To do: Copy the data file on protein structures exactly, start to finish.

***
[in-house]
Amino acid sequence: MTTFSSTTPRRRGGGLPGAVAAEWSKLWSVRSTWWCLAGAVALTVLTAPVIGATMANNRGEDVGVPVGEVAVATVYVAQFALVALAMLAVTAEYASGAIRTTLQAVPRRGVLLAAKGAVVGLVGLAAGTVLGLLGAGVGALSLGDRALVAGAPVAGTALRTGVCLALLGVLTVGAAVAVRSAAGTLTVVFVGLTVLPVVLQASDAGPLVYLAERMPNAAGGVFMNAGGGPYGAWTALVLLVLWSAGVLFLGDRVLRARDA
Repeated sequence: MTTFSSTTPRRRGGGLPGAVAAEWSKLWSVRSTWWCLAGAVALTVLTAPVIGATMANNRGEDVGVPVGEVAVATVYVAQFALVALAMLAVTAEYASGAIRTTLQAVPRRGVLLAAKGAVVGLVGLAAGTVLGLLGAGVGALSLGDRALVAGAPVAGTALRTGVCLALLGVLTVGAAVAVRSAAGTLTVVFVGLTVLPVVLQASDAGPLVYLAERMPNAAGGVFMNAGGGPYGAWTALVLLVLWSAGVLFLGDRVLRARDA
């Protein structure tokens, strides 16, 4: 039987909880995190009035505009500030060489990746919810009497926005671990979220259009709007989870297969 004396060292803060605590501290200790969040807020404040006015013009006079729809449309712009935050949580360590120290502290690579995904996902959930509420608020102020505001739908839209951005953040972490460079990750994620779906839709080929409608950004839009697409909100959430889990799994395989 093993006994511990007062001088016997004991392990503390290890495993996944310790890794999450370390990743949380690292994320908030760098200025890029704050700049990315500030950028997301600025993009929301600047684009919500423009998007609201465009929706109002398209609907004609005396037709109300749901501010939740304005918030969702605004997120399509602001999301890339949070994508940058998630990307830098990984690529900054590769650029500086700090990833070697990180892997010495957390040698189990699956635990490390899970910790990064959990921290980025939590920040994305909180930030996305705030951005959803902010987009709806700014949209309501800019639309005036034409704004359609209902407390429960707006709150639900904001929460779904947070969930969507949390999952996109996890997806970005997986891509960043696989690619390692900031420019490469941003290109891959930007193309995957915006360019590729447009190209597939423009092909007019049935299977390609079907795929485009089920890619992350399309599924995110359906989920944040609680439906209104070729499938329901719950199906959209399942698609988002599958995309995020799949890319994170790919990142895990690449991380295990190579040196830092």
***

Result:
[in-house]
Amino acid sequence: MTTFSSTTPRRRGGGLPGAVAAEWSKLWSVRSTWWCLAGAVALTVLTAPVIGATMANNRGEDVGVPVGEVAVATVYVAQFALVALAMLAVTAEYASGAIRTTLQAVPRRGVLLAAKGAVVGLVGLAAGTVLGLLGAGVGALSLGDRALVAGAPVAGTALRTGVCLALLGVLTVGAAVAVRSAAGTLTVVFVGLTVLPVVLQASDAGPLVYLAERMPNAAGGVFMNAGGGPYGAWTALVLLVLWSAGVLFLGDRVLRARDA
Repeated sequence: MTTFSSTTPRRRGGGLPGAVAAEWSKLWSVRSTWWCLAGAVALTVLTAPVIGATMANNRGEDVGVPVGEVAVATVYVAQFALVALAMLAVTAEYASGAIRTTLQAVPRRGVLLAAKGAVVGLVGLAAGTVLGLLGAGVGALSLGDRALVAGAPVAGTALRTGVCLALLGVLTVGAAVAVRSAAGTLTVVFVGLTVLPVVLQASDAGPLVYLAERMPNAAGGVFMNAGGGPYGAWTALVLLVLWSAGVLFLGDRVLRARDA
């Protein structure tokens, strides 16, 4: 039987909880995190009035505009500030060489990746919810009497926005671990979220259009709007989870297969 004396060292803060605590501290200790969040807020404040006015013009006079729809449309712009935050949580360590120290502290690579995904996902959930509420608020102020505001739908839209951005953040972490460079990750994620779906839709080929409608950004839009697409909100959430889990799994395989 093993006994511990007062001088016997004991392990503390290890495993996944310790890794999450370390990743949380690292994320908030760098200025890029704050700049990315500030950028997301600025993009929301600047684009919500423009998007609201465009929706109002398209609907004609005396037709109300749901501010939740304005918030969702605004997120399509602001999301890339949070994508940058998630990307830098990984690529900054590769650029500086700090990833070697990180892997010495957390040698189990699956635990490390899970910790990064959990921290980025939590920040994305909180930030996305705030951005959803902010987009709806700014949209309501800019639309005036034409704004359609209902407390429960707006709150639900904001929460779904947070969930969507949390999952996109996890997806970005997986891509960043696989690619390692900031420019490469941003290109891959930007193309995957915006360019590729447009190209597939423009092909007019049935299977390609079907795929485009089920890619992350399309599924995110359906989920944040609680439906209104070729499938329901719950199906959209399942698609988002599958995309995020799949890319994170790919990142895990690449991380295990190579040196830092």